WILMINGTON — Participants made it clear that Saturday’s postponed celebration of Juneteenth is simply the first observance of what will be an annual local remembrance marking the end of slavery in the United States.
Wilmington College and several local churches partnered to present a community observance of Juneteenth at the Simon Goodman Memorial Carillon on WC’s campus.
Wilmington College President Trevor Bates spoke of the necessity for we imperfect creatures “to find our way, together.”
Brandon Ford Jr. recounted the biblical story of Joseph, and how he forgave his oppressors.
Art Brooks said it is important to teach young people the truth about the past, specifically mentioning the current push to stop using critical race theory in schools.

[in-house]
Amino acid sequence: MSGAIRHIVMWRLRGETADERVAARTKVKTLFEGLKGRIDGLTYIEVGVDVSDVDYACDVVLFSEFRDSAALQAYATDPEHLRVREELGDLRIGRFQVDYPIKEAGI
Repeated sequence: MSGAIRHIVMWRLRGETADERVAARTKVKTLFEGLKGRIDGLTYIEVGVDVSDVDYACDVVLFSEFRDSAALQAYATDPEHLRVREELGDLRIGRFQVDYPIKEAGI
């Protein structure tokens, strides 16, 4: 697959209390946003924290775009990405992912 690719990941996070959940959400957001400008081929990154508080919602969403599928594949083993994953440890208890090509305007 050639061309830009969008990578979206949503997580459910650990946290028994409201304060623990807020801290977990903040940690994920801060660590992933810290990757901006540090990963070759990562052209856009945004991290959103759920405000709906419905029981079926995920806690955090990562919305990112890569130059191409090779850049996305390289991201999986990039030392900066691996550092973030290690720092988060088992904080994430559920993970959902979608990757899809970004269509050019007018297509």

“The truth is truth,” said Brooks. He added that when we learn about the wrongs of the past, we then can learn from them, and become better.
One event participant said there’s something the matter with someone who wants to keep others down in an inferior status.
Rev. James Nathan of the Olive Branch United Methodist Church said many are celebrating the fact that we now celebrate Juneteenth as a national holiday.
The final speaker, Cornerstone Baptist Church Pastor Byron McGee, said all people have a story to tell.
He remarked how sad it is that 11 a.m. Sunday morning worship “is yet and still” the most segregated hour of the week in America.
“I don’t get that,” said McGee.
The Wilmington pastor noted the absence of local elected officials at the community Juneteenth event.
Elected officials need to come to the Juneteenth observance, said McGee, to set an example for the citizenry to take the remembrance seriously.
Reach Gary Huffenberger at 937-556-5768.